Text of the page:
Pub Date: Feb. 20, 2024
Page Count: 400
Publisher: Grand Central Publishing
Review Posted Online: Dec. 16, 2023
Kirkus Reviews Issue: Jan. 15, 2024
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by Alex Michaelides ‧ RELEASE DATE: Jan. 16, 2024
More style than substance.
Awards & Accolades
New York Times Bestseller
Michaelides takes a literary turn in his latest novel, employing an unreliable narrator, the structure of classical drama, and a self-conscious eye to dismantling the locked-room mystery.
The novel starts off with a murder, and with seven people trapped on an isolated Greek island lashed by a "wild, unpredictable Greek wind." The narrator, soon established as Elliot Chase, then zooms out to address the reader directly, introducing the players—most importantly movie star Lana Farrar. We meet her husband, Jason Miller, her son, Leo, and her friend Kate Crosby, a theater actress. We learn about her rise to fame and her older first husband, Otto Krantz, a Hollywood producer. We learn about Kate’s possibly stalling career and Leo’s plan to apply to acting schools against his mother’s wishes. We learn about Jason’s obsession with guns. And in fragments and shards, we learn about Elliot: his painful childhood; his May–September relationship with an older female writer, now dead; his passion for the theater, where he learned “to change everything about [himself]” to fit in. Though he isn't present in every scene, he conveys each piece of the story leading up to the murder as if he were an omniscient narrator, capable of accessing every character's interior perspective. When he gets to the climax, there is, indeed, a shooting. There is, indeed, a motive. And there is, of course, a twist. The atmosphere of the novel, set mostly on this wild Greek island, echoes strongly the classical tragedies of Greece. The characters are types. The emotions are operatic. And the tragedy, of course, leads us to question the idea of fate. Michaelides seems also to be dipping into the world of Edgar Allan Poe, offering an unreliable narrator who feels more like a literary exercise. As an exploration of genre, it’s really quite fascinating. As a thriller, it’s not particularly surprising.More style than substance.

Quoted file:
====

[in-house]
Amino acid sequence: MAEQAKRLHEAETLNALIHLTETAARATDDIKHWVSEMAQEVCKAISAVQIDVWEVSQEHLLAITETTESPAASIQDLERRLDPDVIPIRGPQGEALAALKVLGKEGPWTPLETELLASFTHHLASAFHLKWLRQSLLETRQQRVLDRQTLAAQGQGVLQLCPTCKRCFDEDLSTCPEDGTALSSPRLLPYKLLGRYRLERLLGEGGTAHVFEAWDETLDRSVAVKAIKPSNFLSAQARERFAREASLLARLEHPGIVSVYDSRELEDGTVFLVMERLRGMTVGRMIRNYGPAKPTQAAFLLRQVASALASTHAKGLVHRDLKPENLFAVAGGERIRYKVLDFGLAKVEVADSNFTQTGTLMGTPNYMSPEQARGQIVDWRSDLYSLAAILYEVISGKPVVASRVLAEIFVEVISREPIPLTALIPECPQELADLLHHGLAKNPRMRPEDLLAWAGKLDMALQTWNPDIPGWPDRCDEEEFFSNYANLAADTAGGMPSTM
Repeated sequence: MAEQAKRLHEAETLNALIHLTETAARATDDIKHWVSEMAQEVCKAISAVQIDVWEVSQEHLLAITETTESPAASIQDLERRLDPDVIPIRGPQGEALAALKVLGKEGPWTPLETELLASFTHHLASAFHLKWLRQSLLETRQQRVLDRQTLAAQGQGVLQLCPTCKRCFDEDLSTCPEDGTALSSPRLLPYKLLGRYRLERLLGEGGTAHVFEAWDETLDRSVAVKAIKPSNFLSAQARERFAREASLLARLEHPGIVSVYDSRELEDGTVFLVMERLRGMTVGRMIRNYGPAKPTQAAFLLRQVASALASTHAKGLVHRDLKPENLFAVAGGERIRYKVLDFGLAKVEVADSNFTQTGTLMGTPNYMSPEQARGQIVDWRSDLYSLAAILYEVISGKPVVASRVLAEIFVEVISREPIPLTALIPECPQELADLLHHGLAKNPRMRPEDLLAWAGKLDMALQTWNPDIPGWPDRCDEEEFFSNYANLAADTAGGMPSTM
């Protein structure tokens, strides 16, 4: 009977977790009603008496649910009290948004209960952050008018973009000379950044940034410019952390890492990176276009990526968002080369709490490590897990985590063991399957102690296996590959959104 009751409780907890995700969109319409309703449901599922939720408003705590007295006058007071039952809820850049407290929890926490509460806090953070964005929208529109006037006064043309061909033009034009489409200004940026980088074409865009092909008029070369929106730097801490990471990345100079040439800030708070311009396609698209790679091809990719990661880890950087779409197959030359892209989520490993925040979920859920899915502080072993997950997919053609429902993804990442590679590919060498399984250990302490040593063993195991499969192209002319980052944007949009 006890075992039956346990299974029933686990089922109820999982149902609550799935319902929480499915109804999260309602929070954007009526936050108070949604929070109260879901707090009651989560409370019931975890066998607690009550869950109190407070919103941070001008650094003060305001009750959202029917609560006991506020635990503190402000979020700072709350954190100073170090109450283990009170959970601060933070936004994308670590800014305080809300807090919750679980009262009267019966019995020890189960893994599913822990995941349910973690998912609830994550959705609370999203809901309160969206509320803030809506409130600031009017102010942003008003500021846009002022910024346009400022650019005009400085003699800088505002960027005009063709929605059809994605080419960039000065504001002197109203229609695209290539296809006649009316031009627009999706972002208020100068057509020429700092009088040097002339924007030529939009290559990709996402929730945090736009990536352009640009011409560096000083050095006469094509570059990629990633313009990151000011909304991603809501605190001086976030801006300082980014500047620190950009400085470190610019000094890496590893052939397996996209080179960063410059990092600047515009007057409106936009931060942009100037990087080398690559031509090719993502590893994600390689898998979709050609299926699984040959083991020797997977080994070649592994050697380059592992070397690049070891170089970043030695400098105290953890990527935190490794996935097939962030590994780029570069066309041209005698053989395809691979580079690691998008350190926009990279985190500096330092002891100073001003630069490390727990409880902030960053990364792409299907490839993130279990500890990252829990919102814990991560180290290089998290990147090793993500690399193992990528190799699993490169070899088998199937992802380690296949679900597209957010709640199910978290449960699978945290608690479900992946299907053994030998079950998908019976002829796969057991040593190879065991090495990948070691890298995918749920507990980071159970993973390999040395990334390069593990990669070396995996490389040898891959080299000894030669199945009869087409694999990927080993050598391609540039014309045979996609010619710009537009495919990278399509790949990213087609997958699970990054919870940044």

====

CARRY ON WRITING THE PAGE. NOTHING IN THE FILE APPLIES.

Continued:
Pub Date: Jan. 16, 2024
Page Count: 320
Publisher: Celadon Books
Review Posted Online: Oct. 7, 2023
Kirkus Reviews Issue: Nov. 1, 2023